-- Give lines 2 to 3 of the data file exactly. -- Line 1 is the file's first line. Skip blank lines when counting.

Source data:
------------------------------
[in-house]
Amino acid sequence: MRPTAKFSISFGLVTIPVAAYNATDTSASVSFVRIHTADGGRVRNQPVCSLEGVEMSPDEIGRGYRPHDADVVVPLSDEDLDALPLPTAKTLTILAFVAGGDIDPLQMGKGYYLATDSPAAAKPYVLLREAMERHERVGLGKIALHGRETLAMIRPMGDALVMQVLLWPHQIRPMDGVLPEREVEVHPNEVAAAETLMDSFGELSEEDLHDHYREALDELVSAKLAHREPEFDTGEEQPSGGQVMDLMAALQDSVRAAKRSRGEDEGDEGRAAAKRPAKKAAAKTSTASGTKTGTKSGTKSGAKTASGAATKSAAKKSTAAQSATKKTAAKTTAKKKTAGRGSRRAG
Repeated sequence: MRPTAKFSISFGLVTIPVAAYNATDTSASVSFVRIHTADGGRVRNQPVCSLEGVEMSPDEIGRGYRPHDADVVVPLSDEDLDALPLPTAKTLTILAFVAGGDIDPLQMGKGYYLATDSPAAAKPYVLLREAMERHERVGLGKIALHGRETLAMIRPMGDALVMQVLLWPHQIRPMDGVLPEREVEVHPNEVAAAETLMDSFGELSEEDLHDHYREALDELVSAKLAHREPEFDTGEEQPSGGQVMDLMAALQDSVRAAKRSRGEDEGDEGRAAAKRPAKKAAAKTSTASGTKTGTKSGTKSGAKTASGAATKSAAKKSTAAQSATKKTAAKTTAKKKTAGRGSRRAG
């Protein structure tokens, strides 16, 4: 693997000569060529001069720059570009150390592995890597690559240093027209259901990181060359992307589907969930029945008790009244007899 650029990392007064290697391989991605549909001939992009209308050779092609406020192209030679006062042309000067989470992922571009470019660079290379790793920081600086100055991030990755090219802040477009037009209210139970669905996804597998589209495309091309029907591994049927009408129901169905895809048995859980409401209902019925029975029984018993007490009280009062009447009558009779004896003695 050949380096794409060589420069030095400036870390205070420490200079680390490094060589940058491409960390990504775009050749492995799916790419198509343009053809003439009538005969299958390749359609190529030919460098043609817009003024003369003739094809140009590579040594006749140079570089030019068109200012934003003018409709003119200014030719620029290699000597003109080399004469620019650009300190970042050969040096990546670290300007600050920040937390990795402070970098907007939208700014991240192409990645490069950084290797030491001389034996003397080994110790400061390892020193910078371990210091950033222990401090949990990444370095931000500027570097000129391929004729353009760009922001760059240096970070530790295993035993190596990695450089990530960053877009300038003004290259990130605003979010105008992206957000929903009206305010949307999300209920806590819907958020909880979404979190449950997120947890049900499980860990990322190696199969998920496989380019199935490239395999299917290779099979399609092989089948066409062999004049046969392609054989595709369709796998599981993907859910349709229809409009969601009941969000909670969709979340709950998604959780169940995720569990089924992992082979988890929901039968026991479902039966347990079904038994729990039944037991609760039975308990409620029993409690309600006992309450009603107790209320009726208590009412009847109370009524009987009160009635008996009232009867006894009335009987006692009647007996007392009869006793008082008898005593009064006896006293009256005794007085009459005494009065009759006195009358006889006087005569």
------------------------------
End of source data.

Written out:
Amino acid sequence: MRPTAKFSISFGLVTIPVAAYNATDTSASVSFVRIHTADGGRVRNQPVCSLEGVEMSPDEIGRGYRPHDADVVVPLSDEDLDALPLPTAKTLTILAFVAGGDIDPLQMGKGYYLATDSPAAAKPYVLLREAMERHERVGLGKIALHGRETLAMIRPMGDALVMQVLLWPHQIRPMDGVLPEREVEVHPNEVAAAETLMDSFGELSEEDLHDHYREALDELVSAKLAHREPEFDTGEEQPSGGQVMDLMAALQDSVRAAKRSRGEDEGDEGRAAAKRPAKKAAAKTSTASGTKTGTKSGTKSGAKTASGAATKSAAKKSTAAQSATKKTAAKTTAKKKTAGRGSRRAG
Repeated sequence: MRPTAKFSISFGLVTIPVAAYNATDTSASVSFVRIHTADGGRVRNQPVCSLEGVEMSPDEIGRGYRPHDADVVVPLSDEDLDALPLPTAKTLTILAFVAGGDIDPLQMGKGYYLATDSPAAAKPYVLLREAMERHERVGLGKIALHGRETLAMIRPMGDALVMQVLLWPHQIRPMDGVLPEREVEVHPNEVAAAETLMDSFGELSEEDLHDHYREALDELVSAKLAHREPEFDTGEEQPSGGQVMDLMAALQDSVRAAKRSRGEDEGDEGRAAAKRPAKKAAAKTSTASGTKTGTKSGTKSGAKTASGAATKSAAKKSTAAQSATKKTAAKTTAKKKTAGRGSRRAG